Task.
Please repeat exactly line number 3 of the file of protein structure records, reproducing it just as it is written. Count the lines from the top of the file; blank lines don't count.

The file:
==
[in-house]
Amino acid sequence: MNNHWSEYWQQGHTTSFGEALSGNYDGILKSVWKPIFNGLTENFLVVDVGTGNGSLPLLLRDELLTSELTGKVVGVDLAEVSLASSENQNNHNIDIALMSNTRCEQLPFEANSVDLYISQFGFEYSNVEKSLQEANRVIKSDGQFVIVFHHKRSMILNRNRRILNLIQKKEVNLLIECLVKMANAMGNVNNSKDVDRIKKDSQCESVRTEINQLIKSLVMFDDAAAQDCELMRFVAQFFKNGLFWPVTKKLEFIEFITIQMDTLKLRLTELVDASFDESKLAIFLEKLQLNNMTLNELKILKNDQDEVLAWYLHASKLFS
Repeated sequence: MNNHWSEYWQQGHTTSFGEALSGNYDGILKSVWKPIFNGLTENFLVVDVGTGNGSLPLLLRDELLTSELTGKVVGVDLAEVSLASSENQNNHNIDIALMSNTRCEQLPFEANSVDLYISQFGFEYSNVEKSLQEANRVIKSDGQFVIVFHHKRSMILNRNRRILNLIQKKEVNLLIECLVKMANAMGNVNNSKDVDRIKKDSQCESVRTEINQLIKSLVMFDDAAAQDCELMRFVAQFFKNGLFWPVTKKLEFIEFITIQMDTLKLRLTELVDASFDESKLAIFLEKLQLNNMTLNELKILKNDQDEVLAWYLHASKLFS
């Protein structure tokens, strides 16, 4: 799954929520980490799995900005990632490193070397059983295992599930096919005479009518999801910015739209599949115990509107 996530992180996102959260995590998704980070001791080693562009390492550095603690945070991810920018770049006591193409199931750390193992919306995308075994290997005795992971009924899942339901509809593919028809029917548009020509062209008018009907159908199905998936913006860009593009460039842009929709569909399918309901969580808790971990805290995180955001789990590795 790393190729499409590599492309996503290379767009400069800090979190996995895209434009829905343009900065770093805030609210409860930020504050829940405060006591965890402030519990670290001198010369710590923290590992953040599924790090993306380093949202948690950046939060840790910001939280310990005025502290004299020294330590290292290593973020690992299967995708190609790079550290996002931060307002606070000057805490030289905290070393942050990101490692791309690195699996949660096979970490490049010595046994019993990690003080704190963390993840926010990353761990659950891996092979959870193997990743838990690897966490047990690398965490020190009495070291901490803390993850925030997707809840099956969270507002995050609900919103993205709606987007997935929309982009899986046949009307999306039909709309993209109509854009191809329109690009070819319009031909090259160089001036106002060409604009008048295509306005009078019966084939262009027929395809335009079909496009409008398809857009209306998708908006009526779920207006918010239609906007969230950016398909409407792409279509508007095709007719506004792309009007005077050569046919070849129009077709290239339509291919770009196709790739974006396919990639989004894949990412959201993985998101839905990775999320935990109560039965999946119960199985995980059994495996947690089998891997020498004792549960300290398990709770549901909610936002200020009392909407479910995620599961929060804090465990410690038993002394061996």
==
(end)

Repeated sequence: MNNHWSEYWQQGHTTSFGEALSGNYDGILKSVWKPIFNGLTENFLVVDVGTGNGSLPLLLRDELLTSELTGKVVGVDLAEVSLASSENQNNHNIDIALMSNTRCEQLPFEANSVDLYISQFGFEYSNVEKSLQEANRVIKSDGQFVIVFHHKRSMILNRNRRILNLIQKKEVNLLIECLVKMANAMGNVNNSKDVDRIKKDSQCESVRTEINQLIKSLVMFDDAAAQDCELMRFVAQFFKNGLFWPVTKKLEFIEFITIQMDTLKLRLTELVDASFDESKLAIFLEKLQLNNMTLNELKILKNDQDEVLAWYLHASKLFS